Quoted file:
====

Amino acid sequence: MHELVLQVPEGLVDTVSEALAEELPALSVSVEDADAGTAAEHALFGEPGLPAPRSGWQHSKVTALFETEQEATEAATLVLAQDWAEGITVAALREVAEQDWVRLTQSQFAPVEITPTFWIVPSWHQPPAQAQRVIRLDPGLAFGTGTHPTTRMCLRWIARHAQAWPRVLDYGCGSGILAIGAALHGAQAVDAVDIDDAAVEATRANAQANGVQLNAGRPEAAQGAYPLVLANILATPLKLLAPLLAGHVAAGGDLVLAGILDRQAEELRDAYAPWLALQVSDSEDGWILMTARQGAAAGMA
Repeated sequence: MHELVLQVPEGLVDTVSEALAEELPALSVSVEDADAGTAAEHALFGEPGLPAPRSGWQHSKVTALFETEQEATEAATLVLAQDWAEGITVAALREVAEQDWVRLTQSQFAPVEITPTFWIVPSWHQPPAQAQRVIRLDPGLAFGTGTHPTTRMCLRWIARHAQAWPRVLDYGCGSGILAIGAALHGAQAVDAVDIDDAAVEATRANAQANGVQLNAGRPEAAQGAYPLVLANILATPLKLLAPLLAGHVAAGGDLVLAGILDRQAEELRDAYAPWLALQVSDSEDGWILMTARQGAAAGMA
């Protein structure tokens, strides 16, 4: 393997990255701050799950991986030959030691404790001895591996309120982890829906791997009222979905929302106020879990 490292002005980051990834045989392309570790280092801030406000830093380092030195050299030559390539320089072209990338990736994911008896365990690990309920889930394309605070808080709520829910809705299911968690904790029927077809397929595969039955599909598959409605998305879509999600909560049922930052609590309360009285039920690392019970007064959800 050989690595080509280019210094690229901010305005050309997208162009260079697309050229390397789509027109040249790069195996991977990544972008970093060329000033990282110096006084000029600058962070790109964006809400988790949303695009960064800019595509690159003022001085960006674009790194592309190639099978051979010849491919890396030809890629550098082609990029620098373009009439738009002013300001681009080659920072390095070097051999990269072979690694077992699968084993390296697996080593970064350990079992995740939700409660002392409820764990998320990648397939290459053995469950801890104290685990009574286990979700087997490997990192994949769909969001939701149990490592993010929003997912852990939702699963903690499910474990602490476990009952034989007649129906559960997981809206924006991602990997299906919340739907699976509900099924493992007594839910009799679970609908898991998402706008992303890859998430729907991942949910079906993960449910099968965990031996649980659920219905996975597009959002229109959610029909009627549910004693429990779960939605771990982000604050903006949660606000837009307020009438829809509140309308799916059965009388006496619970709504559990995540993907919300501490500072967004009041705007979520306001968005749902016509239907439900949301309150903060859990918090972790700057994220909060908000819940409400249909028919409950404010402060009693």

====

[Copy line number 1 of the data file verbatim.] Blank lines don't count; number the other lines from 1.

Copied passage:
Amino acid sequence: MHELVLQVPEGLVDTVSEALAEELPALSVSVEDADAGTAAEHALFGEPGLPAPRSGWQHSKVTALFETEQEATEAATLVLAQDWAEGITVAALREVAEQDWVRLTQSQFAPVEITPTFWIVPSWHQPPAQAQRVIRLDPGLAFGTGTHPTTRMCLRWIARHAQAWPRVLDYGCGSGILAIGAALHGAQAVDAVDIDDAAVEATRANAQANGVQLNAGRPEAAQGAYPLVLANILATPLKLLAPLLAGHVAAGGDLVLAGILDRQAEELRDAYAPWLALQVSDSEDGWILMTARQGAAAGMA